Stem cell treatments for Autism may soon be universally available.
What is Autism?
Autism is a complex and puzzling disorder. Characterized by abnormalities in communication and social interactions, autism may result from impaired connectivity in the brain—but no one is certain exactly how that comes about. Nor is it clear why more and more children every year are being diagnosed as autistic. Stem Cell therapy for autism
Stem Cell Therapy for Autism? Will a Cure Be Available Soon?
Stem cell therapy for autism is not currently legal in the US. However, some parents of autistic children have traveled to clinics outside of this country to obtain cord blood stem cell treatments for their autistic children. A number of them have reported improved symptoms and behavior.
The Duke University Clinical Trial
What’s really needed, though, are randomized, controlled trials to see if stem cell therapy can really help with autism. Now, a team at Duke University in Durham, North Carolina, is launching a $40 million clinical trial to explore stem cells from umbilical cord blood as a treatment for autism. The team is being led by Joanne Kurtzberg, MD, who has extensive experience studying the effectiveness of cord blood transplants.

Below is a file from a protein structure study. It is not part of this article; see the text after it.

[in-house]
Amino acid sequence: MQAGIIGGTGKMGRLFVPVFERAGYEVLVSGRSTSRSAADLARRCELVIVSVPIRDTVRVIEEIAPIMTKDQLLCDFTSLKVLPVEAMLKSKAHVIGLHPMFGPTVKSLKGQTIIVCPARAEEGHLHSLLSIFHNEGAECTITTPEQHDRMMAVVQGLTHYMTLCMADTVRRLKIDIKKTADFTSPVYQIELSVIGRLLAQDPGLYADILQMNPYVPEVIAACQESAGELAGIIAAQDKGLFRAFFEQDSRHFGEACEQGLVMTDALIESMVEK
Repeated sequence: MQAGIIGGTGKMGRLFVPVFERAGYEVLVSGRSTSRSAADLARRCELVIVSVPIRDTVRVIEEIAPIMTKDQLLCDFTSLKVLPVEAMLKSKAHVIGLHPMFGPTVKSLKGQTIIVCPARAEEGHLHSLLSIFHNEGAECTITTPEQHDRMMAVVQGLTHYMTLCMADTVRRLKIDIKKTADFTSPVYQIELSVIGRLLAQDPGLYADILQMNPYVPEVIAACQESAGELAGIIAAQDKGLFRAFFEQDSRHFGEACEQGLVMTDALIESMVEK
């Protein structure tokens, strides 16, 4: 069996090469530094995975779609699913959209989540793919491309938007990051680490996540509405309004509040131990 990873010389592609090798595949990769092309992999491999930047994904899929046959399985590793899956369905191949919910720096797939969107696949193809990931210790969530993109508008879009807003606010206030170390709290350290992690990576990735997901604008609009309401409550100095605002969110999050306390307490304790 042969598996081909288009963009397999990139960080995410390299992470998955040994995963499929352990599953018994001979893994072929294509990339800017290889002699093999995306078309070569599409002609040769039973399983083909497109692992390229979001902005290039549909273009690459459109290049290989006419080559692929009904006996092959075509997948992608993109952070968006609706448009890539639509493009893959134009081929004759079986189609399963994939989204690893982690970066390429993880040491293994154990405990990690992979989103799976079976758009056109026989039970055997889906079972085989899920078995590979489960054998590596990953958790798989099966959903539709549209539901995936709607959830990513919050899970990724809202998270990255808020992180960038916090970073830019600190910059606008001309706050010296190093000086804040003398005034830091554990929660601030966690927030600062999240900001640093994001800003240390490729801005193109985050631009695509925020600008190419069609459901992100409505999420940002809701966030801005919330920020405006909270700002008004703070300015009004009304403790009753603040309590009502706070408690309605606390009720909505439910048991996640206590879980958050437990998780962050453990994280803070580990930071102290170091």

Kurtzberg’s team has found that donor cord blood is able cross the blood-brain barrier, which prevents most molecules and cells from entering the brain. Once inside the brain, according to Kurtzberg, stem cells are able to embed themselves in brain tissue and develop into specialized brain cells. The stem cells may also send chemical signals that stimulate recovery of damaged areas of the brain and also promote the formation of new neural connections.
A team at Duke University in Durham, North Carolina, is launching a $40 million clinical trial to explore stem cells from umbilical cord blood as a treatment for autism.
Americord will reimburse the full cost of cord blood processing and storage should it be required by participants in clinical trials, such as the trials led by Kurtzberg’s group at Duke. Kurtzberg, who originally co-authored the American Academy of Pediatrics’ policy statement against private cord blood banking, is now an active advocate of private cord blood banking.